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New Radar/EW Transmit/Receiver Modules and Assemblies Technologies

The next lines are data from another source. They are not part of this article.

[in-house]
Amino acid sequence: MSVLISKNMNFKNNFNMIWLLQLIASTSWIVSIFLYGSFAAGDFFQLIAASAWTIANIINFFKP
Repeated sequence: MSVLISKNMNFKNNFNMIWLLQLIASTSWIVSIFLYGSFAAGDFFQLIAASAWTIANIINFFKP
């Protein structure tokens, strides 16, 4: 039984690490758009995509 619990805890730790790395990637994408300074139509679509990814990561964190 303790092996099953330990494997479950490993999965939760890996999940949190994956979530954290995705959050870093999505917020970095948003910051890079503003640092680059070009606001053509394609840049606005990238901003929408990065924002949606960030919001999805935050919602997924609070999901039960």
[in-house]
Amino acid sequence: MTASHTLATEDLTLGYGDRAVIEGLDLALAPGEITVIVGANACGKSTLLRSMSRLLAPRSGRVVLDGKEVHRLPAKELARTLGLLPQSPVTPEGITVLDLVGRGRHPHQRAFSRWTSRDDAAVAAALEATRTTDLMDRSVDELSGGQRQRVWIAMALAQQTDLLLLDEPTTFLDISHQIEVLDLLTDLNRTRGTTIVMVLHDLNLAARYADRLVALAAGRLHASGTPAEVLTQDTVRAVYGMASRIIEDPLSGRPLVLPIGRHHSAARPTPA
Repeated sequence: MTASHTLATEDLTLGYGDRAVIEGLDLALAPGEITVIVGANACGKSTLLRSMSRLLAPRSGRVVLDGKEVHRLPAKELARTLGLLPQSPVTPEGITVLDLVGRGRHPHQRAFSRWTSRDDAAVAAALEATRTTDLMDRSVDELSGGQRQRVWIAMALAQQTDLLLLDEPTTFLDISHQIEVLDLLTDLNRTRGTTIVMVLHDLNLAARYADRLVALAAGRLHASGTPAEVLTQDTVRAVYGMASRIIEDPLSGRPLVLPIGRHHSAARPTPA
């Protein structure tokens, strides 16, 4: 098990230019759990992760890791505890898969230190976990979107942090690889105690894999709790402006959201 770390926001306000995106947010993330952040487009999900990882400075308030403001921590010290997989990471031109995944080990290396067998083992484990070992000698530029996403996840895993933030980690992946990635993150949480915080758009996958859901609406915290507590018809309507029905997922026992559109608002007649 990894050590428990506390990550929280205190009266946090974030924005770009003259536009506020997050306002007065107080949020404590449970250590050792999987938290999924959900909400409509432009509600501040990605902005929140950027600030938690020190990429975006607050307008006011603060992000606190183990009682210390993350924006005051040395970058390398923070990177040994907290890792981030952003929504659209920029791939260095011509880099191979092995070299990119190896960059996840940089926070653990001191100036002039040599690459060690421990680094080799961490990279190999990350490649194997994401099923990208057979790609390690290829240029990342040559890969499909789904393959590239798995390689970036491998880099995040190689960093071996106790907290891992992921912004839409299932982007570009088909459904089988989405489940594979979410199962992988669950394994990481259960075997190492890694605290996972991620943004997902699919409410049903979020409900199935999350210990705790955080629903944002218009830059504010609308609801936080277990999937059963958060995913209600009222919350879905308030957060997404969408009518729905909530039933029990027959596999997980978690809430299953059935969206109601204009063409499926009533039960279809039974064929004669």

OBJECTIVE: The object is to develop technology for Transmit/Receive Modules through improvements to their assemblies for legacy shipboard radar/EW systems that achieve technological improvement and form fit function replacements. DESCRIPTION: Innovative approaches to replace or reduce the costs of T/R Modules and assemblies are needed to reduce total ownership cost for shipboard radar/EW systems. Integrating new technologies would decrease costs to the Navy and improve the sustainment of legacy systems. Transmit and Receiver (T/R) Modules (Ref. 4, 5) and assemblies make up a large percentage of the new radar and Electronic Warfare (EW) apertures under development. They represent 30-80% of the radar cost, depending upon the number of elements used. They are constructed with high cost Wide Band Gap (WBG) devices and expensive supporting components. There is a need to lower the cost of Navy radar apertures by addressing costs associated with T/R modules and assemblies. The existing assemblies (Ref. 1, 3) used in T/R modules are made up of costly ceramic and metal technologies. They use Gallium Nitride (GaN) and Gallium Arsenide (GaAs) Monolithic Microwave Integrated Circuits (MMICs) (Ref. 2). The MMICs are 30-60% of the total cost of the T/R modules. Optimum use of alternative technologies such as silicon (Si) and silicon germanium (SiGe) will provide significant cost reductions over existing solutions if the technologies can be developed to satisfy shipboard radar and EW system requirements. Alternatives are needed that will reduce the cost of the electronic assemblies by a factor of 3-5 compared to existing technologies. Replacement technology must reduce life-cycle costs and maintain Navy system performance. Current T/R modules and their assemblies are not only costly, but they are generally proprietary to the providers. The Navy is seeking to reduce costs, promote commonality across system interfaces, and establish open systems sources for aperture component technologies by replacing current T/R modules and assemblies. Savings will increase by utilizing common system building blocks and associated technologies when replacing existing modules and assemblies as they fail, and establish broader supply sources for maintaining apertures. The Phase I effort will not require access to classified information. If need be, data of the same level of complexity as secured data will be provided to support Phase I work. The Phase II effort will likely require secure access, and the contractor will need to be prepared for personnel and facility certification for secure access. PHASE I: The contractor will develop concepts to replace T/R modules and assemblies that meet the requirements described above. The contractor will demonstrate the feasibility of the concepts in meeting Navy needs and will establish the concepts can be feasibly developed into a useful product for the Navy. Feasibility will be established by material and/or design element testing and analytical modeling. The company will provide a Phase II development plan with performance goals and key technical milestones, and that will address technical risk reduction. PHASE II: Based on the results of Phase I and the Phase II development plan, the company will develop a prototype T/R module and assembly for evaluation as appropriate. The prototype will be evaluated to determine its capability in meeting the performance goals defined in the Phase II development plan. System performance will be demonstrated through prototype evaluation, modeling, and analysis over the required range of parameters and needed deployment cycles. Evaluation results will be used to refine the prototype into an initial design that will meet Navy requirements. The company will prepare a Phase III development plan to transition the technology for Navy use. PHASE III: If Phase II is successful, the company will be expected to support the Navy in transitioning the technology for Navy use. The company will develop a T/R Module or assembly replacement for evaluation to determine its effectiveness in an operationally relevant environment. The company will support the Navy for test and validation to certify and qualify the system for Navy use. PRIVATE SECTOR COMMERCIAL POTENTIAL/DUAL-USE APPLICATIONS: Utilization of lowest cost components in aperture radar/EW systems will benefit commercial and other government programs using aperture based systems such as automotive collision avoidance and cruise control, communications, weather avoidance, navigation, and maritime surveillance radar systems REFERENCES: 1. Tummala, R. R., Editor."Microelectronics Packaging Handbook", 3rd Edition, Kluwer Academic Publications, 2004. 2. Fisher, Dennis."Gallium Arsenide IC Applications Handbook Volume 1", Academic Press, 1995. 3. Johnson, R.W. Editor."Multichip Modules", IEEE Press, 1991 4. Richards, Mark A., Scheer, James A., Holm, William A. Principles of Modern Radar: Basic Principles. SciTech Publishing Company. 2010 5. Kopp, Bruce A.; Borkowski, Michael; Jerinic, George;"Transmit/receive modules."IEEE Transactions on Microwave Theory and Techniques. 2002, vol. 50, Issue 3, pp. 827-834
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